This example is another of several types of fake pitchers often seen described as 'late 19th century' based on what appears to be the year of 1890 in the mark on the bottom. These may be described as made of 'stoneware' or 'ironstone' because the word, "Ironstone" is also used in the mark. But look closely because this item is neither old nor made of ironstone. The image showing the chalky surface of the unglazed, water permeable base illustrates that the pitcher is actually made of a simple ceramic type body which is light in weight and would easily be chipped or otherwise damaged. It is not the vitreous body one would actually find in a piece of high fired, stoneware. The mark as seen, "Ironstone England 1890" is not really intended to identify a maker so much as it is meant to encourage a novice buyer to mistakenly believe that date is the actual year it was made and that the piece has value based on age alone. Even if purchased for a nominal amount for what it is, a new fake with a spurious mark, in order to use for serving liquids at the table, the glazes of many imported fakes and reproduction items contain lead and never should in fact see table use.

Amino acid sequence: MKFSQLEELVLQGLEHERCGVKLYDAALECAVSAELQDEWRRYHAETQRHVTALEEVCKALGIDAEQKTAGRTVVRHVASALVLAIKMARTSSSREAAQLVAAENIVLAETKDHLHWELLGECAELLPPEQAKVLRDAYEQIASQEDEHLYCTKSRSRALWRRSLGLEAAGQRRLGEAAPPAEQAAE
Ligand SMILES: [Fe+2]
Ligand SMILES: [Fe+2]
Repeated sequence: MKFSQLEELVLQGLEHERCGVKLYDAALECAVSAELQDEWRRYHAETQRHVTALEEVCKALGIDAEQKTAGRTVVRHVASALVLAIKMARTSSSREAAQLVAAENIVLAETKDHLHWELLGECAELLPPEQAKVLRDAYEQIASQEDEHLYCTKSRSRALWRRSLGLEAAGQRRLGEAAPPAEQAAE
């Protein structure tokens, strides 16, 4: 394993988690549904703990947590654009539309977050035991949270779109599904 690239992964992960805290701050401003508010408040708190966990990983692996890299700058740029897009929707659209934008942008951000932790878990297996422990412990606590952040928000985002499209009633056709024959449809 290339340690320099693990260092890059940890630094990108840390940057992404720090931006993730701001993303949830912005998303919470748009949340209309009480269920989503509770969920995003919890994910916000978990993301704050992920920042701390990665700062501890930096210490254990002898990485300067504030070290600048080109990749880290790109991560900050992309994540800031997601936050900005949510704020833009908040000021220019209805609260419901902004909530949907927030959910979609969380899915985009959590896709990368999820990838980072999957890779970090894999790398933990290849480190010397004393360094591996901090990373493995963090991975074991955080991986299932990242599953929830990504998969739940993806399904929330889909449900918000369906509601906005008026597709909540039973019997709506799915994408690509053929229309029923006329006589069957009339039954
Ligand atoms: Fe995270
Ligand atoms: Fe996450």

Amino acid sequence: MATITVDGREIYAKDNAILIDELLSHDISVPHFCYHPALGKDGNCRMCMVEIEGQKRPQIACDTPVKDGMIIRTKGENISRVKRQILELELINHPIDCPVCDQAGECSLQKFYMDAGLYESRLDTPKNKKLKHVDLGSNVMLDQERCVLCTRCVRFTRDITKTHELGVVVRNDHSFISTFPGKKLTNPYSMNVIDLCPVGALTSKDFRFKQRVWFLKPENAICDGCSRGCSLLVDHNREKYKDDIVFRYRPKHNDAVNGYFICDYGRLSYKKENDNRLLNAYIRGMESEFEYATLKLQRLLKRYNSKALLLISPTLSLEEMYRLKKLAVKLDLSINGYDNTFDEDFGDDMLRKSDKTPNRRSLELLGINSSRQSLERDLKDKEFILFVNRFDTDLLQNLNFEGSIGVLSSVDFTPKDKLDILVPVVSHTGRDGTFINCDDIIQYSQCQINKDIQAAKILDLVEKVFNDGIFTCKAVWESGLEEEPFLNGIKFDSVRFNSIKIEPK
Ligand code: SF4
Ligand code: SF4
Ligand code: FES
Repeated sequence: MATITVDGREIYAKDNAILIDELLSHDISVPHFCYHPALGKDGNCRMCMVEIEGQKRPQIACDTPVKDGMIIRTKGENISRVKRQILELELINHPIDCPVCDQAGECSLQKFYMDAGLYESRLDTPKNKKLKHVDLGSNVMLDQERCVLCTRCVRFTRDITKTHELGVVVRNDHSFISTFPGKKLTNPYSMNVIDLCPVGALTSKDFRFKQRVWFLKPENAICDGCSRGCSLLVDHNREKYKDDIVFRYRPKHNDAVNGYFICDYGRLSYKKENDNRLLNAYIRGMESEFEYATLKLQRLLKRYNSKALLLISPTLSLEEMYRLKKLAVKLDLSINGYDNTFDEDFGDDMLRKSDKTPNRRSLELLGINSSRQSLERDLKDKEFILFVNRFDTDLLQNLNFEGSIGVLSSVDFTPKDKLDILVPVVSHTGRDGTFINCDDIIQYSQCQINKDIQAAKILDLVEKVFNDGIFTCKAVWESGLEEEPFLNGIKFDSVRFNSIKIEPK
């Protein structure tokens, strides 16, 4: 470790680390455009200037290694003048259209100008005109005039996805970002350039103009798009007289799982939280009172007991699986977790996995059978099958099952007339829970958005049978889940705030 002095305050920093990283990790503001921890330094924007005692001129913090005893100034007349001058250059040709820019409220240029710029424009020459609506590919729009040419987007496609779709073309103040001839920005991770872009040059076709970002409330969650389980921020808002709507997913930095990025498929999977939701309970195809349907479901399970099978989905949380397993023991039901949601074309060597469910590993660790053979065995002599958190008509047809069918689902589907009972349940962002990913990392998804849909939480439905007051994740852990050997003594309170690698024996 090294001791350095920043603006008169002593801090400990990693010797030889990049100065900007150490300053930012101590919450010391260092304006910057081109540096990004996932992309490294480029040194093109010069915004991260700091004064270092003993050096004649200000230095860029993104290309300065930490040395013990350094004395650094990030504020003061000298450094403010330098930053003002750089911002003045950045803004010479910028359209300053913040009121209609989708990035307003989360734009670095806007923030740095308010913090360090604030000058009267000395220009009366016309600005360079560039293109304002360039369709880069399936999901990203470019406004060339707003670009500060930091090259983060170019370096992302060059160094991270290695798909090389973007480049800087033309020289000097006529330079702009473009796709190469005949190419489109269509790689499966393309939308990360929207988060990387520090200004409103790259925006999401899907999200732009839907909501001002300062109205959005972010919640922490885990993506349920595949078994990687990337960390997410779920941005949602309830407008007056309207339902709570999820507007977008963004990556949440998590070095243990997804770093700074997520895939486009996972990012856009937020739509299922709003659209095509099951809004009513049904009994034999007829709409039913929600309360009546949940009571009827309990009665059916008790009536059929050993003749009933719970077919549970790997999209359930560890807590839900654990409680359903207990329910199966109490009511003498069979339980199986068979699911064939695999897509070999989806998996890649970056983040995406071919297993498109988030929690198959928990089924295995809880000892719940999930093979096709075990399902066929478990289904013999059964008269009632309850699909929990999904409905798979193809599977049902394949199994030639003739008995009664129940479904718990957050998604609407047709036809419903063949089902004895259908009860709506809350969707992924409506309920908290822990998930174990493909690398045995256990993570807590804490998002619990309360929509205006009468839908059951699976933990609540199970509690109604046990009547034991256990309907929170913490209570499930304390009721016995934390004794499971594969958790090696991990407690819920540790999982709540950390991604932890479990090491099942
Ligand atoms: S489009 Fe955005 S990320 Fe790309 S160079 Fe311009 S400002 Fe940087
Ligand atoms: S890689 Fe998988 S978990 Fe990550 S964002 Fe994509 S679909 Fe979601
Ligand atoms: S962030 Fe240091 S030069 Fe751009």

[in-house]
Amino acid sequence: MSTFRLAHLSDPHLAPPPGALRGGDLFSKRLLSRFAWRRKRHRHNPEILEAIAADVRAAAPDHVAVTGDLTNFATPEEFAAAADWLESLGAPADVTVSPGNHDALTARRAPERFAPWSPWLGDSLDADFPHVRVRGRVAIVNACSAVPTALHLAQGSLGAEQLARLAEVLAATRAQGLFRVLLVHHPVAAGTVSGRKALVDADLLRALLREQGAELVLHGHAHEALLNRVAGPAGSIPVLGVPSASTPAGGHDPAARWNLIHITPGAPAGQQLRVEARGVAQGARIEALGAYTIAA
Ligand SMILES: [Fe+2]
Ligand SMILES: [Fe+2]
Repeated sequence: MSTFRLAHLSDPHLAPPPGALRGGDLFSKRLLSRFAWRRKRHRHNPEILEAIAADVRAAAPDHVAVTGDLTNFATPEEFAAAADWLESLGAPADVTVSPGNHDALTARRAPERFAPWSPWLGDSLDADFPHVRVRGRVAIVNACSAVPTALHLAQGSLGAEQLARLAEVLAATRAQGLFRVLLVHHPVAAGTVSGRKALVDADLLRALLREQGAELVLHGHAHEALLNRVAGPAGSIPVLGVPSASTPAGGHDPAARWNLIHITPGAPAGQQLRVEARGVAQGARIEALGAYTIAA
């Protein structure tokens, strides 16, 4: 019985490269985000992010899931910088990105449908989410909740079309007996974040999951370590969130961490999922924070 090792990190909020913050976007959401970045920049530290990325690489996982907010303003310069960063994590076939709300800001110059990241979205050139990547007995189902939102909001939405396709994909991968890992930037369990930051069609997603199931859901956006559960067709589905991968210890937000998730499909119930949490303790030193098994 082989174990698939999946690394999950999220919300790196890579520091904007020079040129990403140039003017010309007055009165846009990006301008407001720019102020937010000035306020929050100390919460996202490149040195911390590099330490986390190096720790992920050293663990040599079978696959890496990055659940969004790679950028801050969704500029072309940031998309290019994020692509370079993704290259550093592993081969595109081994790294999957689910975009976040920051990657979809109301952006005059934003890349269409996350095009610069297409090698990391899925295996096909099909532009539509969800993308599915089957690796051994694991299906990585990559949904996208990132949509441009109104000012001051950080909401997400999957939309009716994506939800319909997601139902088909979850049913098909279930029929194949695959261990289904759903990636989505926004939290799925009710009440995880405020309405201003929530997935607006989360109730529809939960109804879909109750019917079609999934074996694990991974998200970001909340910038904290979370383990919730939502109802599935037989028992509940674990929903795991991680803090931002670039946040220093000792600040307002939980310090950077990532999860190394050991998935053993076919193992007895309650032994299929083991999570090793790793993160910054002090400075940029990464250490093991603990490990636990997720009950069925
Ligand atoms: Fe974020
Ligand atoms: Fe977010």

This same mark is also found on differently decorated pitcher and bowl sets in different colored glazes currently available from reproduction wholesale sources. In addition, the same design of pitcher can be found marked with a false mark of 'RS Prussia' in wreath mark, as well. Additional examples of this specific item will be added over time in order for comparisons to be made.
This pitcher is 10½ inches tall and is 4½ inches in diameter at the base.
Illustrations and Characteristics for Help in Identifying Many Confusing New Items
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